Disqualification from a Grand Prix is rare in Formula 1, but it does happen from time to time.
Before Lewis Hamilton and Charles Leclerc's second and sixth places respectively, were expunged from the records, the last technical DSQ from an actual race came in 2021 when Sebastian Vettel's second place in Hungary was chalked off as his car could not supply the necessary fuel sample post-race.
Before that, the Renaults of Nico Hulkenberg and Daniel Ricciardo were removed from their 2019 Japanese GP points finishes for using prohibited driver aids after Racing Point (now Aston Martin) protested.
Hamilton and Leclerc were both pinged for breaches of Article 3.5.9 of the Technical Regulations, relating to the plank - a block of wood placed underneath the car.
"The thickness of the plank assembly measured normal to the lower surface must be 10mm ± 0.2mm and must be uniform when new," reads the rule.
"A minimum thickness of 9mm will be accepted due to wear, and conformity to this provision will be checked at the peripheries of the designated holes."
When Technical Delegate Jo Bauer and his team examined the planks of Hamilton and Leclerc, the wear was greater than the 1mm permitted by the regulations, and so at that moment, disqualification became inevitable as the only possible sanction for being outside of the technical regulations.
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Precedent from Michael Schumacher
Disqualification for excessive plank wear is nothing new either, with Michael Schumacher's Benetton removed from the 1994 Belgian Grand Prix for a similar offence.
The plank was introduced at the 1994 German Grand Prix as a safety measure following the deaths of Roland Ratzenberger and Ayrton Senna in that year's San Marino Grand Prix.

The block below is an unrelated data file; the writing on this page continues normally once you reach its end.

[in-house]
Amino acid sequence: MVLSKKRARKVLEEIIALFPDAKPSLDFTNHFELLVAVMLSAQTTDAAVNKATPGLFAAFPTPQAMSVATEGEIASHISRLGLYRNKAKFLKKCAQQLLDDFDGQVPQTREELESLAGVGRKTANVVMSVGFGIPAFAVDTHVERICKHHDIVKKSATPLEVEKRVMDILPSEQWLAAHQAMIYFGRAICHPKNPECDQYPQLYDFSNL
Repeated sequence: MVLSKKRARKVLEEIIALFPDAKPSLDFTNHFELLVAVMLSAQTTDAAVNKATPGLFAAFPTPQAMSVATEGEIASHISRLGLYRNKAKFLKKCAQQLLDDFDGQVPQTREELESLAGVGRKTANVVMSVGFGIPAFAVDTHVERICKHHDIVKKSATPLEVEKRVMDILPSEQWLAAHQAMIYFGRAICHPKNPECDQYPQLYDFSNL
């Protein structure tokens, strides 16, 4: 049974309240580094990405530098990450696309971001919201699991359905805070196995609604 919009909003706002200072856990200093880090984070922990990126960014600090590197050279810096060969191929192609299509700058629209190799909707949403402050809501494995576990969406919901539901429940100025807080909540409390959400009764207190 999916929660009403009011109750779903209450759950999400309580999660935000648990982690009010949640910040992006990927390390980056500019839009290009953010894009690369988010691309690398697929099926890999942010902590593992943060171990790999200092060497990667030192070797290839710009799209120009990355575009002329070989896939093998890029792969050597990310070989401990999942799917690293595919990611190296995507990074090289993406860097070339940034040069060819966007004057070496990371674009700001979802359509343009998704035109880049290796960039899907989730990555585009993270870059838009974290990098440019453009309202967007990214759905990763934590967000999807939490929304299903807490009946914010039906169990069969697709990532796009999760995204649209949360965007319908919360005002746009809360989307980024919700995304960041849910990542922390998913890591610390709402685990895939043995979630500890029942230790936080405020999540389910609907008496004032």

The idea was to have the plank of wood there to raise ride heights, thus slowing the cars.
The worn planks for both Hamilton and Leclerc were found during routine post-race scrutineering in which the #44 and #16 were both randomly selected for more detailed checks in addition to the standard ones performed on all cars.
Max Verstappen's Red Bull and Lando Norris's McLaren were the other two cars checked post-race for more detailed examination.
The fact that four cars were submitted to further checks and two of them failed led to some on social media to claim that the strike rate of 50% surely indicated that others too must have been in a similar situation.
However, it is impossible for the FIA to do the more thoroughly detailed checks on every car after every race, with the idea of random selection being deterrent enough for anyone thinking about risking running illegally.
In their verdicts, the stewards placed "the onus on the competitor to ensure that the car is within the regulations at all times during an event."
Both Hamilton and Leclerc were found not to be in and so were promptly disqualified.
There is the opportunity for an appeal as permitted by the regulations but seeing as both teams agreed with the findings of the FIA technical team, the process will not be followed.
"We are of course naturally very disappointed to lose our podium finish. Unfortunately, it is one of the pitfalls of the Sprint format where we have a solitary hour of running before parc fermé," explained Trackside Engineering Director Andrew Shovlin.
"Without running at a race fuel load in FP1, combined with a circuit as bumpy as this and the parts of the track where the drivers have to put the car during the Grand Prix, have contributed to the higher than expected wear levels.
"We will go away and learn from this but also take the positives from our experience as a whole.
"Lewis had a very strong weekend, and it was exciting to see him closing in first on Lando [Norris] and then Max [Verstappen] with a shot of winning the race."